So, embarrassing fact: I was an English major, and I read a lot, as you might imagine (And I should also point out that I am of an age in which English majors actually read literature. No, seriously. It was something that was required.), but somehow, I had managed my whole life never to read Of Mice and Men. I suppose we all have gaps in our educations, but this was an intentional one. I knew instinctively that I would feel bad reading this book, and I hate feeling bad. In fact, I spend a great deal of effort and energy working on feeling good. I knew vaguely that Lennie was mentally challenged, but I was content to leave my information level there.

So (spoiler alert, for those of you whose education gaps are similar) when they shot the dog in the first act, I had a pretty clear idea of where we were headed. Recognizing foreshadowing is an English major thing. My husband, who watched me uneasily out of the corner of his eye pretty much during the entire play, said later that he was fully prepared for me to break out in noisy sobs when they killed the dog. He was holding his breath about what might happen at the end. To me, I mean, not to the characters. He, literate, cultured, and urbane creature that he is, had actually read the book.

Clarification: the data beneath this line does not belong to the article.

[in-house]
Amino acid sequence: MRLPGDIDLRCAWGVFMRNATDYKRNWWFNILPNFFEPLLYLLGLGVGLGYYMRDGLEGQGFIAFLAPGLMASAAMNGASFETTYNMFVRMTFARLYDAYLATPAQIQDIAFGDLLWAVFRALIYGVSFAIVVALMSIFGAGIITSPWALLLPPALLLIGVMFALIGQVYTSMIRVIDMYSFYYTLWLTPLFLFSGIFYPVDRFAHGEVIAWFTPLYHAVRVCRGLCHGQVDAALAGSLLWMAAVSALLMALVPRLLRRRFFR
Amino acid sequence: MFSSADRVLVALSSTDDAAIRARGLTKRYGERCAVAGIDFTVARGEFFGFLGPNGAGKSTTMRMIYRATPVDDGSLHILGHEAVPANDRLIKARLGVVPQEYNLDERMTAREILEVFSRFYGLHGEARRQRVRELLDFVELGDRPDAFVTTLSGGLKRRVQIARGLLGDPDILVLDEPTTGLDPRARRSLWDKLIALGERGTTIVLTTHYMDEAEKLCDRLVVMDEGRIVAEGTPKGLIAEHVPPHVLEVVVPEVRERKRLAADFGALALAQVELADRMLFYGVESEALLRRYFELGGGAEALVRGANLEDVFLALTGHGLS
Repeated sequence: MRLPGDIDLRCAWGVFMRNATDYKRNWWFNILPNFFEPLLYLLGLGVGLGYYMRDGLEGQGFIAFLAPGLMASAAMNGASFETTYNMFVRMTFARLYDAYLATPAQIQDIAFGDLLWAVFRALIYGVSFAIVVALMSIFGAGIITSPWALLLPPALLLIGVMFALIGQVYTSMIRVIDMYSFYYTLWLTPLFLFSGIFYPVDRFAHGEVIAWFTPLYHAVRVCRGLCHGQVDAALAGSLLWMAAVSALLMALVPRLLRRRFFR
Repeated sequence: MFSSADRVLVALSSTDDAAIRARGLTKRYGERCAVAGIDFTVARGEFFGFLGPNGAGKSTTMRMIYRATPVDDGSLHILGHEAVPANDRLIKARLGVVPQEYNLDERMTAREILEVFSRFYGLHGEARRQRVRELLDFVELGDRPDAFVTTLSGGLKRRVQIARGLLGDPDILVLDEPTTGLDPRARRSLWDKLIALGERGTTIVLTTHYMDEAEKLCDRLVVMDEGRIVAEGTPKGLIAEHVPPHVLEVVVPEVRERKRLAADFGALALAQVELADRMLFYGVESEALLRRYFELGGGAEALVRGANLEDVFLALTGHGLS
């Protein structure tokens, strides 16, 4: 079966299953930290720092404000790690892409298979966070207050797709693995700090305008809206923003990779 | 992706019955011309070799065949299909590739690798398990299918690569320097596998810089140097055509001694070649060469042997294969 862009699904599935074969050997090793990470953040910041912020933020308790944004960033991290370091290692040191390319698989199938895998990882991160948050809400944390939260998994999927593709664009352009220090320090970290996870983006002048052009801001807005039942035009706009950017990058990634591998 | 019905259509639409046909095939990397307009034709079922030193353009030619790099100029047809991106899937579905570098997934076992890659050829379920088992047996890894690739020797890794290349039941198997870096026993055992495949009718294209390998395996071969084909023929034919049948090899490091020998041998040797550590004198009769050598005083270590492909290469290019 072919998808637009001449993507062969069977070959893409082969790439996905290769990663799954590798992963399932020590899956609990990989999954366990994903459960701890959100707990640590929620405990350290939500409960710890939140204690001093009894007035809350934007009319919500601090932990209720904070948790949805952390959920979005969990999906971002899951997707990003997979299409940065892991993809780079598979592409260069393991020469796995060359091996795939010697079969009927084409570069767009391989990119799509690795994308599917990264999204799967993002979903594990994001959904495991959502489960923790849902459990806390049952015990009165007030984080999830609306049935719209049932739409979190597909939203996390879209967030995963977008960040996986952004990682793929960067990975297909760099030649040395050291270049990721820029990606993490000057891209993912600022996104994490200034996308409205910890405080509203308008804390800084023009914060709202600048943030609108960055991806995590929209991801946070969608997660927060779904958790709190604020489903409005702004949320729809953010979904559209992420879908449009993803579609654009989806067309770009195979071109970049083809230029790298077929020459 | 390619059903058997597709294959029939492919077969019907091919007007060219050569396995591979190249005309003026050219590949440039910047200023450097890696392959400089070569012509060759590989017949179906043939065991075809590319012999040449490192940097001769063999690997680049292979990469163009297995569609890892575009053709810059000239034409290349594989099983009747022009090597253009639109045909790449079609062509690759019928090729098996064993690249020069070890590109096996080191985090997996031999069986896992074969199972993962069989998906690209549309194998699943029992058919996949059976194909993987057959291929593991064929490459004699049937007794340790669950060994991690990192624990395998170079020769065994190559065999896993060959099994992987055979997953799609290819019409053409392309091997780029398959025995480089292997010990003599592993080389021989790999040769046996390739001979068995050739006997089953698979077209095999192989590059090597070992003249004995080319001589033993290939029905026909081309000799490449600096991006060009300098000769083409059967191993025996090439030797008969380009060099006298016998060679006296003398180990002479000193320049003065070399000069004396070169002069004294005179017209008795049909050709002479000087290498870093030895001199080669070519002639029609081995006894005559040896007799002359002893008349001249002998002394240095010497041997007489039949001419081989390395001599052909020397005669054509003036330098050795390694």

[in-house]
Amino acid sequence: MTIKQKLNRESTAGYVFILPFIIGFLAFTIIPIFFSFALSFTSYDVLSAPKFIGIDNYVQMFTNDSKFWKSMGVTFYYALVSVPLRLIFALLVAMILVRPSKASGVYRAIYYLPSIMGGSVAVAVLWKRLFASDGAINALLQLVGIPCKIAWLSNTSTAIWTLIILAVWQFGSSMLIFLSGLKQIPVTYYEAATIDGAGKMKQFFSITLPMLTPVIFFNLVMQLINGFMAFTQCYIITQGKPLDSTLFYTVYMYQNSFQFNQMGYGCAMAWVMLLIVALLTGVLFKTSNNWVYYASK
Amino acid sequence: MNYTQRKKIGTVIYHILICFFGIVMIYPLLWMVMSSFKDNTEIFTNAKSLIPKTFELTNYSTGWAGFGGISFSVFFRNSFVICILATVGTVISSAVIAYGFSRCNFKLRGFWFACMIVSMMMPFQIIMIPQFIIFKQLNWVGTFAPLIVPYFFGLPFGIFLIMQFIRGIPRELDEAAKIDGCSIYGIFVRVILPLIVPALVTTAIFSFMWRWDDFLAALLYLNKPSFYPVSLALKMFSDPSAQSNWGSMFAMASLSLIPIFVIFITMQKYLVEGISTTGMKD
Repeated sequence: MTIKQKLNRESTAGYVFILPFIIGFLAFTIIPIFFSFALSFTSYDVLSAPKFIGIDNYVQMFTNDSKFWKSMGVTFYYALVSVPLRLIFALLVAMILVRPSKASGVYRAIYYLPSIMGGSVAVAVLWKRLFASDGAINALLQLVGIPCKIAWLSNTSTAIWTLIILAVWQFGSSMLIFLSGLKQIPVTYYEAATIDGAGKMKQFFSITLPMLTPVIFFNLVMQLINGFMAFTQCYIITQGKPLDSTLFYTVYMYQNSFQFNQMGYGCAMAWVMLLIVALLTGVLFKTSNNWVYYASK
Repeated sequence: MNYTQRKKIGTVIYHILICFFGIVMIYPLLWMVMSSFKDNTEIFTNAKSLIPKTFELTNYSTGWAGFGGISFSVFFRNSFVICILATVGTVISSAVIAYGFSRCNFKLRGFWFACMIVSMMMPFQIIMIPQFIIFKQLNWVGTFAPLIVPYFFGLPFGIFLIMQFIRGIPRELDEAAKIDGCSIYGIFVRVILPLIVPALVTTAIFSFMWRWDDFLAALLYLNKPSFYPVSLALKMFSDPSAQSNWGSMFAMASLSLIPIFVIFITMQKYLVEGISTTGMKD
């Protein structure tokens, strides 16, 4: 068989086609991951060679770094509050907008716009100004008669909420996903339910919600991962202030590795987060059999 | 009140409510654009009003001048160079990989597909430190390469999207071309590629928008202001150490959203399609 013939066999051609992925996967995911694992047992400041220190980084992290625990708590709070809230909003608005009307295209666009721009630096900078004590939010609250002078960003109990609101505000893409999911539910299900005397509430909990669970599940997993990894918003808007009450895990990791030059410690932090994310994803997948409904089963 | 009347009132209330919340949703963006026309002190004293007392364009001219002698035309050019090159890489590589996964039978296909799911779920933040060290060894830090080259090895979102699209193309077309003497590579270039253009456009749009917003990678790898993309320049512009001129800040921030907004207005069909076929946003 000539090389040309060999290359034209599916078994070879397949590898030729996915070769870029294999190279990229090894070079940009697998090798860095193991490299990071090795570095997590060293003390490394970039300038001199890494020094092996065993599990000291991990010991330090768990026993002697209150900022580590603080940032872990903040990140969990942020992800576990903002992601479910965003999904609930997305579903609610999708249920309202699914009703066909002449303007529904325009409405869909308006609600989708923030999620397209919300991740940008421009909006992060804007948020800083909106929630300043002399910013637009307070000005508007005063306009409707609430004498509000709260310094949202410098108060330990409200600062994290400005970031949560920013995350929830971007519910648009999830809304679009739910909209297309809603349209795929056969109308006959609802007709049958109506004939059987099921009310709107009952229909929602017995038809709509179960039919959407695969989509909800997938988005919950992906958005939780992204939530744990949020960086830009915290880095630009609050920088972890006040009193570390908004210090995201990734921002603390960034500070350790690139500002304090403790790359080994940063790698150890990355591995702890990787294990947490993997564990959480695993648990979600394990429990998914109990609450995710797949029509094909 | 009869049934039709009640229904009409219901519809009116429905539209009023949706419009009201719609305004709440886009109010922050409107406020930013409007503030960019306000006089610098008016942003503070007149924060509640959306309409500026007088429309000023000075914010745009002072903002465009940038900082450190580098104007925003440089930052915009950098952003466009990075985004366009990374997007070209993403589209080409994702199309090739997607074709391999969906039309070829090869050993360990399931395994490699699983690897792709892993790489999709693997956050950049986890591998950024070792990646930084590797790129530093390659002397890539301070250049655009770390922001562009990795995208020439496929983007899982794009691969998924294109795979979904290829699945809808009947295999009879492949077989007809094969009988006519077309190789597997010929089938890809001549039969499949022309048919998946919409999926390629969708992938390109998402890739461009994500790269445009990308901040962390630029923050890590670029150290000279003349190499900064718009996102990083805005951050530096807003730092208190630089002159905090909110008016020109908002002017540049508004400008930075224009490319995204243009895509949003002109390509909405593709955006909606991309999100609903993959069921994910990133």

Curiously, I was utterly dry-eyed throughout the entire play. This is not typical of me, since, as my family never lets me forget,  I cried at the end of the sailboat race in Stuart Little. But I have been thinking about the story for three days now.

I have been wondering about George; wondering about the choice he made. Could he come to terms later with the relief he must have felt? Could he forgive himself for what he did, even though he did it to spare his friend pain and terror? Did he go on to fulfill the dream he had carried so long in his wanderings? If so, was he able to find joy in it? Or was it poison-filled?

And isn’t living with your choices–without regret–a difficult thing? Or is regret the right thing? Do our souls require it?

If you live nearby and have not seen the Milwaukee Rep’s performance, you should go. The actor who plays Lennie, Scott Greer, is exceptional.